Alan Vernall Gadgets

I sometimes find it difficult to produce cane slices of equal thickness, and often, accurately cutting vertically can be problematical.  On the Internet, I’ve seen lots of devices that allow the clayer to produce good slices, but these tend to be only available in the US, and would be costly to import.

While browsing through a toy catalogue, I found a miniature ‘slinky’ - (you know, the spring that walks downstairs), and my mental cogs began to click.  I sent for a couple from an online novelty shop. I used masking tape to hold the coils together temporarily.  Then I made a small metal tray, (anything the correct size will do) and lay the closed spring horizontally in the tray.  The whole thing was then warmed in the oven to about 60 Centigrade. I poured ready-mixed 2-part epoxy resin into the tray, making sure the ‘inside’ of the bottom coils was covered.  Then the assembly was left to allow the epoxy to set properly (see manufacturer’s instructions).  Then the stabilising tape may be removed.  I then made a small pad of foam plastic (Plastazote) to cover the lower part of the inside of the coil - this makes slicing the canes easier (and extends blade life). Then the cane to be sliced is placed into the spring, and, using two tissue blades (thin ones are best), the cane is sliced by ‘leapfrogging’ the blades down the spring’s length.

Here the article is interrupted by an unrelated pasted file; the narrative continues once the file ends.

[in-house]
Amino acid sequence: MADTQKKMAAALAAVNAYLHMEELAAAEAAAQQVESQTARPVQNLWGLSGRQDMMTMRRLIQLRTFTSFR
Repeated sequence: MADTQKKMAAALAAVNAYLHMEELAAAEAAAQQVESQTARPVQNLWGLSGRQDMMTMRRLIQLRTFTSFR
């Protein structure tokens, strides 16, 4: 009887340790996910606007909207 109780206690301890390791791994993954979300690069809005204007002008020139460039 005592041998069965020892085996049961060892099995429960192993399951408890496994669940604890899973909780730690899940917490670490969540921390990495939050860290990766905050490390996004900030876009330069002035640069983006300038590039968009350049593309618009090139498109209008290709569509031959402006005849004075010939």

Alan Vernall Gadgets Cookie Cutters

I needed to find a means of making repeatable shapes, - particularly identical wings for polyclay butterfly brooches.  I tried lots of things, ranging from paper ‘masks’ and stencils to mounted pin markers.

The method that worked best was to make a series of ‘cookie cutters’ from brass strip.  The gauge of metal I used was 0.005inch sheet (available in the K&S range - No 250).  The sheets are 4ins X 10ins.  I first marked the sheet into 1cm strips (giving 1cm by 10inch strips).  Then I used an old pair of kitchen scissors to cut the sheet into strips (please take care - it’s very sharp & if you cut yourself you don’t get much sympathy).  The strips can then be bent into any shape and the ends overlapped, clamped and spot-soldered together (Superglue will also work very well).  Any fine details can then be added using fine pliers or the shanks of scissors - whatever you have available.